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It's 'all hands on deck' at the UM School of Dentistry for Give Kids A Smile

Published on Friday, February 24, 2017

By: Alana Bowman at 601-984-1970 or abowman@umc.edu.

Published in News Stories on February 24, 2017

“What do you think a dentist uses to record the shape of your teeth in case they need to be replaced?”

Dr. Jason Griggs, associate dean for research and chair of biomedical materials science at the University of Mississippi School of Dentistry, holds a dispenser full of polyvinyl siloxane and a captive audience of fifth-graders from Power APAC School.

“They start with this neat material that is a liquid when it goes in your mouth, but within a few minutes it turns rubbery and keeps the shape of your teeth,” Griggs said as he demonstrated by pressing a shiny new penny into the dental impression material.

The kids are entertained as they wait their turn in the dental chair for education, cleaning, fluoride treatment and sealants. It's Give Kids A Smile Day, and all hands are on deck-even the research scientists.

The school has hosted Give Kids A Smile for thirteen years. This year, the event closed out the inaugural Dental Mission Week. Normal operations were shut down for a full week to provide essential oral health care and oral health education, free of charge, to more than 900 patients from underserved communities.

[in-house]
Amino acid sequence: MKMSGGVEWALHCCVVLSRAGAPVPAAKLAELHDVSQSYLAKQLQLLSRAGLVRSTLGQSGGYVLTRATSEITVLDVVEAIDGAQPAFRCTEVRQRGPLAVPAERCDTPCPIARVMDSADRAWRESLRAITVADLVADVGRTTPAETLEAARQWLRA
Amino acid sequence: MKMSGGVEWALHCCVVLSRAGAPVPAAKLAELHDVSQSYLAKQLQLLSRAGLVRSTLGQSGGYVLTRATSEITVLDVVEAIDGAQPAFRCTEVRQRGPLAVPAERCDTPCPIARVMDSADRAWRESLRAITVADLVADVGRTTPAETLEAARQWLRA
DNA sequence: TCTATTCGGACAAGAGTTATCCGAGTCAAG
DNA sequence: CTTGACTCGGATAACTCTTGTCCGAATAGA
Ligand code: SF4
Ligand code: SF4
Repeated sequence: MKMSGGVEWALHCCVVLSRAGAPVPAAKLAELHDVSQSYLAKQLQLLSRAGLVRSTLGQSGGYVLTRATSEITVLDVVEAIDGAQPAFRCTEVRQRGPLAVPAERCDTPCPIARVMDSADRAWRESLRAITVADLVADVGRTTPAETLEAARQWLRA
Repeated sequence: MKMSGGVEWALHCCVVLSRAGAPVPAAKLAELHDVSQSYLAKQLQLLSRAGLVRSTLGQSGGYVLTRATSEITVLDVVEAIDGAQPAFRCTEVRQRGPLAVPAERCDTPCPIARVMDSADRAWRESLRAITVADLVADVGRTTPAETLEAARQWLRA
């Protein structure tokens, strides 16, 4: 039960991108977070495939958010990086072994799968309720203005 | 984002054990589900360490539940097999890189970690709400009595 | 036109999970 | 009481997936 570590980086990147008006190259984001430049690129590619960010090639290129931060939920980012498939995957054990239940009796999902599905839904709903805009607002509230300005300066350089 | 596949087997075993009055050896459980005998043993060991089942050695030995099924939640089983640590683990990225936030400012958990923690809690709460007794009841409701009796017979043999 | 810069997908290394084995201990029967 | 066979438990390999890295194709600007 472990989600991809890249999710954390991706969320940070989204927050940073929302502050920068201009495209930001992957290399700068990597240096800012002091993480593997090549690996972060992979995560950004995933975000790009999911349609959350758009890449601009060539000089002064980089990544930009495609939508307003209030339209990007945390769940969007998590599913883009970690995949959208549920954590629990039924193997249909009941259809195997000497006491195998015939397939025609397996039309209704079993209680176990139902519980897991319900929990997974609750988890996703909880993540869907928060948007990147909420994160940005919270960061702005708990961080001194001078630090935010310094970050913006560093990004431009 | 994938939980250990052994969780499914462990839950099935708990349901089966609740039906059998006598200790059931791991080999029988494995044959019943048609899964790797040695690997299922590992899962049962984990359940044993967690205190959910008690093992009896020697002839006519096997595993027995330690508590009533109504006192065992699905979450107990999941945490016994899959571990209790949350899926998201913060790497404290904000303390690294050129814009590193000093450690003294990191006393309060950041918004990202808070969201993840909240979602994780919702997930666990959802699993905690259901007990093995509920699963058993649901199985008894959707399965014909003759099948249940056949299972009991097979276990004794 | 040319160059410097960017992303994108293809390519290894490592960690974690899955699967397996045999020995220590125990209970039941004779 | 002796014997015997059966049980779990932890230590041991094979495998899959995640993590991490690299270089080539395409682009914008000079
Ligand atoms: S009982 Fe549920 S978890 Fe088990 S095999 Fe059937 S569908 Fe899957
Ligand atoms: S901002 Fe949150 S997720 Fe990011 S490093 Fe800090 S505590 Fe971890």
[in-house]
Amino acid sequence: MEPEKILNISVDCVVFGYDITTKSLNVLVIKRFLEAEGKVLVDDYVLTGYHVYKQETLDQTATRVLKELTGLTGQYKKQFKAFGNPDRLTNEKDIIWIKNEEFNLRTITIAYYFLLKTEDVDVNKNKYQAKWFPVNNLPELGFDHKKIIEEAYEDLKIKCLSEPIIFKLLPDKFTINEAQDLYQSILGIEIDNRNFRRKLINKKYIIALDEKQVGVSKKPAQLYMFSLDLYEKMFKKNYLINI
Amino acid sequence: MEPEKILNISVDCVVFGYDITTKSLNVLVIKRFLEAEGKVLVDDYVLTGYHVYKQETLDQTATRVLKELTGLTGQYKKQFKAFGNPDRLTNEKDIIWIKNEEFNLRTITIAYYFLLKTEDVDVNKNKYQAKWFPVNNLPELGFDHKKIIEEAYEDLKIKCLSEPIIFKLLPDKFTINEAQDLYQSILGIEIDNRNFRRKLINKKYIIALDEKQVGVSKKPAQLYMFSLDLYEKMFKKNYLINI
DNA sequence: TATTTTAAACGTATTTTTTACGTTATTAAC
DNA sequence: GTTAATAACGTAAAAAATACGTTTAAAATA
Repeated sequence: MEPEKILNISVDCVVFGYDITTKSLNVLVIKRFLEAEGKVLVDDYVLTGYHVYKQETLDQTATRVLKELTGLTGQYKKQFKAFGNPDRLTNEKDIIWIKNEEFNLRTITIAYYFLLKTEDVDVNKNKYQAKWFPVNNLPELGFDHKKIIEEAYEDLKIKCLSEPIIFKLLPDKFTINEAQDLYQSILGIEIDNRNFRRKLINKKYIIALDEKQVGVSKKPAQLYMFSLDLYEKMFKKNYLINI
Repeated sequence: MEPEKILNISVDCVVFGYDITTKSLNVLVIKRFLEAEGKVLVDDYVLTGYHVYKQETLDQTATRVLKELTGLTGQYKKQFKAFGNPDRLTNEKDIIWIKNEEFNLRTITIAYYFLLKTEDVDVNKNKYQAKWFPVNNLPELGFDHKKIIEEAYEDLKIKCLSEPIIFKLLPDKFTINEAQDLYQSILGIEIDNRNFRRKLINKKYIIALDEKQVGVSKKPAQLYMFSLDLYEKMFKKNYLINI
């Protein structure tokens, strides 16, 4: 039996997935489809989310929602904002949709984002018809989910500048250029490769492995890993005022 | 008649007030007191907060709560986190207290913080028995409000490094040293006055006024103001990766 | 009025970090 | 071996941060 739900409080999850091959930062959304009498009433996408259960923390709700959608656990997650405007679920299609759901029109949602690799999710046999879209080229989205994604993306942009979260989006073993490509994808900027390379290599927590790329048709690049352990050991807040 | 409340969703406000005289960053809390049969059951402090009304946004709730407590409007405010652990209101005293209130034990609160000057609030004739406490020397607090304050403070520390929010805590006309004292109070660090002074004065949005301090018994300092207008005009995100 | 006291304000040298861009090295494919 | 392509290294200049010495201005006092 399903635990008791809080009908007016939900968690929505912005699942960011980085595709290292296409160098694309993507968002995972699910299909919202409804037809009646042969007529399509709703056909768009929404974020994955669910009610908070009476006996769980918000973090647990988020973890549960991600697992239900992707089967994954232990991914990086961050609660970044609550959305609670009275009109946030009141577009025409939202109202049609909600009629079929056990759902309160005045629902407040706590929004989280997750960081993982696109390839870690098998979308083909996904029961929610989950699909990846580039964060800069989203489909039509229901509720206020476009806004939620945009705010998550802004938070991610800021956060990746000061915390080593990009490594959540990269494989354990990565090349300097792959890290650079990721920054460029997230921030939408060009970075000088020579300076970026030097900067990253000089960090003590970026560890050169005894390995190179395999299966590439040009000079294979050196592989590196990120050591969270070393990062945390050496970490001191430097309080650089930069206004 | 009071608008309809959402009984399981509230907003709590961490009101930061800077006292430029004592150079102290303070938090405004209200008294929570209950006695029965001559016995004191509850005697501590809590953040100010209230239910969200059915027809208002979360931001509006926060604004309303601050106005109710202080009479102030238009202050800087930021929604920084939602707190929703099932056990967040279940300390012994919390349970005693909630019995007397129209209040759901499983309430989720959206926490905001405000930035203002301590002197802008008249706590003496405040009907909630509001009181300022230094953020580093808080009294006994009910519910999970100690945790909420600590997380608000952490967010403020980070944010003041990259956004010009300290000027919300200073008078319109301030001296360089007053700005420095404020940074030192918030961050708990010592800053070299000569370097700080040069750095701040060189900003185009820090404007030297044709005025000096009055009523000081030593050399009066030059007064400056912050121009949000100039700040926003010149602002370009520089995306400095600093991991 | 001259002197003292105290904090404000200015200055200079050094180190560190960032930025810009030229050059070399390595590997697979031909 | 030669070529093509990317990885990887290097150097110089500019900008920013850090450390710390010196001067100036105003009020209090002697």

On Friday, Feb. 10, third and fourth grade students from Jackson Public Schools District's Johnson and Walton Elementary Schools and fourth and fifth graders from Power APAC School received care during the morning hours. For the first time in the history of hosting GKAS, the program was expanded to provide care for children from the Stewpot Homeless Shelter's after-school program during the afternoon hours.

Nearly 400 students received education and treatment provided by students and faculty from the School of Dentistry and juniors and seniors from the dental hygiene program at the School of Health Related Professions.

Dr. William Duncan, professor and interim chair of pediatric dentistry, said that parents were notified of any decay or infection discovered visually during the exams and cleanings so that follow-up appointments could be made.

“I think the day went very well,” he said. “It was fun for the patients as well as for our students. They continue to learn about treating children, and I think we provided a good service. We were really pleased, and we will continue to host Give Kids A Smile on a yearly basis.